Taker's look and even aspects of his gimmick changed over the years. From something resembling a half vampiric mortician (The Deadman) from the days of Wyatt Earp to a demonic monster and/or priest of a demonic cult from a comic book (The Lord of Darkness), to the motorcycle driving American Badass all the way back to the original Deadman persona, Taker managed to roll with the times, transitioning easily from the more fantasy based characters of what we might call the Federation Years to the grim and gritty days of the Attitude Era to the  PG 13 era and back to the Federation Era, always able to keep himself relevant. And at all times, laying it all on the line to entertain the fans. It was for good reason that I and so many others would cheer our heads off when that tell tale gong would ring. He gave us the best years of his life and tried to give us more than our money's worth every time he went out to that ring. I can only hope that in some small way, we were able to give him back some of the joy and excitement he brought to our lives week after week for the last twenty-seven years.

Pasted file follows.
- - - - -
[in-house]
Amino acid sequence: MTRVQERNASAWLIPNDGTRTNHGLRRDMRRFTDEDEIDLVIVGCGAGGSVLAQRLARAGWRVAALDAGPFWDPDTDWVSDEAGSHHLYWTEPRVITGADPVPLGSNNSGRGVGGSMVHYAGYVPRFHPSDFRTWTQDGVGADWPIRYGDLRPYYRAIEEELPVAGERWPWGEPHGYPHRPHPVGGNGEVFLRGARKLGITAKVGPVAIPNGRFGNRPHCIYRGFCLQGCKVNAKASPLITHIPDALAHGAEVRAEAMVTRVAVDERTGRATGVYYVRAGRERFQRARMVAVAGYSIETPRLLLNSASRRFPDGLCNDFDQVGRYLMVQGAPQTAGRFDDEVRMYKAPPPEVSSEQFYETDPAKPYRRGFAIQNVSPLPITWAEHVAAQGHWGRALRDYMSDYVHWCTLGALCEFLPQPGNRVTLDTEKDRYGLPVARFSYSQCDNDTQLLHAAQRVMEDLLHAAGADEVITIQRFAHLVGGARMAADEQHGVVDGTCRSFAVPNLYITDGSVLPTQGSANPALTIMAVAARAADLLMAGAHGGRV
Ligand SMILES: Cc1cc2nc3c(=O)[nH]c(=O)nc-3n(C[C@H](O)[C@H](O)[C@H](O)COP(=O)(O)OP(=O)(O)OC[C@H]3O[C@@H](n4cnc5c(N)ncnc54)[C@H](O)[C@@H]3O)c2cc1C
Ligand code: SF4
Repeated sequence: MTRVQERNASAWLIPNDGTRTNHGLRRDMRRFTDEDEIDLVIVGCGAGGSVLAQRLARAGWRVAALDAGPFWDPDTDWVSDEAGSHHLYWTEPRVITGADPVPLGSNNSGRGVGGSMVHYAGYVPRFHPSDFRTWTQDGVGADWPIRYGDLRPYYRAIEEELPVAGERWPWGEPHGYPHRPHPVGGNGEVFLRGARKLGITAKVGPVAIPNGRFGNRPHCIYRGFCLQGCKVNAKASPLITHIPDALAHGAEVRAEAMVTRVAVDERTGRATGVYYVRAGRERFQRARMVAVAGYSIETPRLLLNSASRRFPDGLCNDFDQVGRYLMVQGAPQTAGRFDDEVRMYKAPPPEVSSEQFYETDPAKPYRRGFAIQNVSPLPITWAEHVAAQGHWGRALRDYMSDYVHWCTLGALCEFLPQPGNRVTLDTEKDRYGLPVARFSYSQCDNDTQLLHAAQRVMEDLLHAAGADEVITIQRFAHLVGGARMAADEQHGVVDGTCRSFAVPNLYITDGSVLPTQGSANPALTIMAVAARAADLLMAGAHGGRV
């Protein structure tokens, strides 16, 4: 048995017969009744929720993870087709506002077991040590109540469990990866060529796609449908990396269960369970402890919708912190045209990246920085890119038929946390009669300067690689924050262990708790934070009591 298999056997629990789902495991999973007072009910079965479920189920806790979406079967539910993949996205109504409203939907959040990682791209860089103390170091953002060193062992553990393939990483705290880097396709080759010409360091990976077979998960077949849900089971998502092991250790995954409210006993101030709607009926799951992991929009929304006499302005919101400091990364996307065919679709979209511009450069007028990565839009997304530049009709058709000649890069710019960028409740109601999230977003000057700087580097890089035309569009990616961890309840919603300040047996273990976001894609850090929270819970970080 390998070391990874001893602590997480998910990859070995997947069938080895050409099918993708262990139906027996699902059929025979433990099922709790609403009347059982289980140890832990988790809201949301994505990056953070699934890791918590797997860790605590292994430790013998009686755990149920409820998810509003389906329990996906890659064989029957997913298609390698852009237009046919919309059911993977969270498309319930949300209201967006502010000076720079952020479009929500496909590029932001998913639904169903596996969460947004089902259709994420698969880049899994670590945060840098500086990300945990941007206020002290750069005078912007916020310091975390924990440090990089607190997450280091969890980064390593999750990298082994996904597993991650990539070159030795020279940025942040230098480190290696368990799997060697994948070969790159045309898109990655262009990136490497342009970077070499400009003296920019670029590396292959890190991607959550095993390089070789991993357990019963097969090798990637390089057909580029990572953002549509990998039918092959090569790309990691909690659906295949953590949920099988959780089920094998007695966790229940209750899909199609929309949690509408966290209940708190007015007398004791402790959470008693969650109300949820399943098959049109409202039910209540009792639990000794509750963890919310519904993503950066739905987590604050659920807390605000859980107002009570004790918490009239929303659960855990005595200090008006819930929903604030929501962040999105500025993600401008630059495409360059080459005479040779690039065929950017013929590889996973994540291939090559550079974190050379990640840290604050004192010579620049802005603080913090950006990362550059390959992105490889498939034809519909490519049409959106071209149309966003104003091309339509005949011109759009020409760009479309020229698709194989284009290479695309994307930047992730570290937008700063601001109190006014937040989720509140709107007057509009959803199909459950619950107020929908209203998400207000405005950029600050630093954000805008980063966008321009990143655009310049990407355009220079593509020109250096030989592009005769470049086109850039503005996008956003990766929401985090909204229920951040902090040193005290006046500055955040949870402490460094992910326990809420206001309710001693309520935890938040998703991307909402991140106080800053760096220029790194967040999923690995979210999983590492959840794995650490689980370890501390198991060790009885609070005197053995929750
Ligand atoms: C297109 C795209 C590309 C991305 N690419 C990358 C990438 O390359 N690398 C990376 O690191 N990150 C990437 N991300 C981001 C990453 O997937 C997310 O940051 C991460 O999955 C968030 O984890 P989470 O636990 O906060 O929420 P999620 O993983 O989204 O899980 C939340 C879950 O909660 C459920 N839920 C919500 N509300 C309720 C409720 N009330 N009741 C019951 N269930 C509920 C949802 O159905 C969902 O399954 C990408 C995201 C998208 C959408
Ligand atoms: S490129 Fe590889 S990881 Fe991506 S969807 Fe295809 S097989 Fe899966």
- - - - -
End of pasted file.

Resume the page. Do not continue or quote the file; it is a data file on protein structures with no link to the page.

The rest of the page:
It can truly be said for anyone who remembers my character Warwolf's original beginnings that Taker was not only among those who inspired him, but in many ways was the most direct inspiration. Without The Undertaker, there would likely have been no Warwolf, Esheraso or otherwise. In that, I owe Taker a very personal thank you as a writer for providing me with the spark that gave birth to a character I might never have dreamed up otherwise.

In recent years, Taker has gained a new nickname; The Last Outlaw. I would like to amend that.

He wasn't just The Last Outlaw.

He was The Last Survivor.

He was a part of a time we'll likely never see again in our lifetimes, and the chances of seeing another individual who could ever do what he did is slim to none, no matter how many wrestlers come and go. He was a part of my childhood and teenage years who kept rolling with me until April 2, 2017, when he finally said it was time to go.